Loving The Two-State Solution to Death. Retrieved November 28, 2010, from Huffington Post Online: http://www. huffingtonpost. com/mj-rosenberg/loving-the-two-state-solu_b_152471. html Sussman, G. (2006). The Challenge to the Two-State Solution. In J. Beinin, & R. L. Stein, The struggle for sovereignty: Palestine and Israel, 1993-2005 (pp. 303-314). Stanford: Stanford University press. The Geneva Initiative. (2008). The Accord: Summary. Retrieved November 27, 2010, from Geneva Accord. org: http://www. geneva-accord. org/mainmenu/summary The Israel Project. (2010, November). The Palestinian Survey.

Retrieved November 29, 2010, from The Israel Project. org: http://www. theisraelproject. org/atf/cf/%7B84dc5887-741e-4056-8d91-a389164bc94e%7D/NOV2010_PALESTINIANPOLLPOWERPOINTNEW. PDF The Recliner Commentaries. (2009, May 16). Gaza and the two-state solution. Retrieved November 29, 2010, from The Recliner Commentaries blog: http://www. reclinercommentaries. com/2009/05/gaza-and-two-state-solution. html Tucker, S. C. (2008). The Encyclopedia of the Arab-Israeli Conflict. Oxford: ABC Clio. United Nations Relief and Works Agency. (2005, March). Total Registered Refugees per Country and Area. Retrieved November 29, 2010, from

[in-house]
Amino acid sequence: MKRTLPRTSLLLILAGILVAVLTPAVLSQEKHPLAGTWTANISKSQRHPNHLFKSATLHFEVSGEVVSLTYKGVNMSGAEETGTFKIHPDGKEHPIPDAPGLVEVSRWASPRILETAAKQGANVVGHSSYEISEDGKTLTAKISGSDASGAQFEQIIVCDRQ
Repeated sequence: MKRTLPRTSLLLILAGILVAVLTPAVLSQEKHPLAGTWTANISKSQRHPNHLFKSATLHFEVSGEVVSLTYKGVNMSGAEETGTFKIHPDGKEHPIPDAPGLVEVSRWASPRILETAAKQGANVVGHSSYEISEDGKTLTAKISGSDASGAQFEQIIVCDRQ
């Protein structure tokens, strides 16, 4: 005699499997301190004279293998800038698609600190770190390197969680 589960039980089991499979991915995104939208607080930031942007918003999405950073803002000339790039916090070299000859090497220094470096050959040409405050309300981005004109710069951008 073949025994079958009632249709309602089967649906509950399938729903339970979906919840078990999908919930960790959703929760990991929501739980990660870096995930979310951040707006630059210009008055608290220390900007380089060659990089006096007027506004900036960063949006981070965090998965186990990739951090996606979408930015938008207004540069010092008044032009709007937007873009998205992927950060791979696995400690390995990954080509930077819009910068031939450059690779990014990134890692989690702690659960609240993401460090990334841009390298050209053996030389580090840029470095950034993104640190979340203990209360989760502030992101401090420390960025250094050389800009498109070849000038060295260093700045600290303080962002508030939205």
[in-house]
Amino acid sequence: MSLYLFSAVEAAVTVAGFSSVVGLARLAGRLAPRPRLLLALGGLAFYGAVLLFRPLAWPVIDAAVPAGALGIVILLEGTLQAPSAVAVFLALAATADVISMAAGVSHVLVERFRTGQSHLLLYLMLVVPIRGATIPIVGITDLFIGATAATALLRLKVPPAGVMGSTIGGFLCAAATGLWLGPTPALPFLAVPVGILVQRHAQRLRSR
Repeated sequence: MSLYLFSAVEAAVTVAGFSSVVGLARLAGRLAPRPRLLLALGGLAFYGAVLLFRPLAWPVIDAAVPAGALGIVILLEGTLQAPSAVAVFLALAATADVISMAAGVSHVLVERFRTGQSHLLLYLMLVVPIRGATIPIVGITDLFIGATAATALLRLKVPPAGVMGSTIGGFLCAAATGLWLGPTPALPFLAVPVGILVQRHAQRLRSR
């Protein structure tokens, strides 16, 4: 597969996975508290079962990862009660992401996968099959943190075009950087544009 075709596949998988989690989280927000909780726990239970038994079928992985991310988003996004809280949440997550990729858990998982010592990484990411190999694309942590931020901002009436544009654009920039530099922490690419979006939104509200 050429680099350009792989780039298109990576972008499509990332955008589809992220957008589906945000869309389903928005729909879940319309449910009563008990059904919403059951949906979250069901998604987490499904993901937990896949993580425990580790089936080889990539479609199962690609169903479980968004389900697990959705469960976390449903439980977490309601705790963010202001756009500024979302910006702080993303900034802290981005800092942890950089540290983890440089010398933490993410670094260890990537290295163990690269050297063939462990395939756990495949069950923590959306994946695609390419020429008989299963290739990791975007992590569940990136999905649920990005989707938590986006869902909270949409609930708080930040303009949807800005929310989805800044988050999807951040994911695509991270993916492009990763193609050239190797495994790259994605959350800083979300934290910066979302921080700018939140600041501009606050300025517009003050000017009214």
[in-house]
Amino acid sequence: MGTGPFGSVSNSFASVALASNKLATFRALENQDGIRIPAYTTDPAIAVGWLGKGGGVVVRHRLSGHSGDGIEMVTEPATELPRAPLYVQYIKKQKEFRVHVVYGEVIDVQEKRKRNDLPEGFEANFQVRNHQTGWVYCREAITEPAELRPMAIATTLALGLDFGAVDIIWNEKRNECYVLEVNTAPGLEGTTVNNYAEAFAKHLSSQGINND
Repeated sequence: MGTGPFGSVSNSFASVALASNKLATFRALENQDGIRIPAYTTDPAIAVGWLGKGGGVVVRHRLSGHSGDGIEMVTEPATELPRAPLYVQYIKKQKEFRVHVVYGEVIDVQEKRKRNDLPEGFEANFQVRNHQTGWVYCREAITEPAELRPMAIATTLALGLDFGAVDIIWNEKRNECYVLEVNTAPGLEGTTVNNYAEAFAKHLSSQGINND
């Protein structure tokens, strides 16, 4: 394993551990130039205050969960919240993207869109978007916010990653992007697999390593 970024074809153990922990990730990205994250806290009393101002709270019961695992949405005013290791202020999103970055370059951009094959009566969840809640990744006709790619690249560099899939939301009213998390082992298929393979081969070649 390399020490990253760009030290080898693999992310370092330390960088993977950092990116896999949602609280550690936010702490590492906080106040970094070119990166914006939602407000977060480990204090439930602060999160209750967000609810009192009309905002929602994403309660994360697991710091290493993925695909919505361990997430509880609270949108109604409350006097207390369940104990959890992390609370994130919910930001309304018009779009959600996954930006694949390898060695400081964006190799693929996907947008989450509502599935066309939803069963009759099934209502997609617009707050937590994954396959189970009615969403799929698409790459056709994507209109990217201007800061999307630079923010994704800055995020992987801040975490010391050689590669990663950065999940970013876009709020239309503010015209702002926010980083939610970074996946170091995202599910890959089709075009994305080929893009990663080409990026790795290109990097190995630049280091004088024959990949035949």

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What Are the Main Obstacles to a ‘Two-State Solution’ to the Israel-Palestine Conflict?. (2017, Mar 01). Retrieved from https://graduateway.com/what-are-the-main-obstacles-to-a-two-state-solution-to-the-israel-palestine-conflict/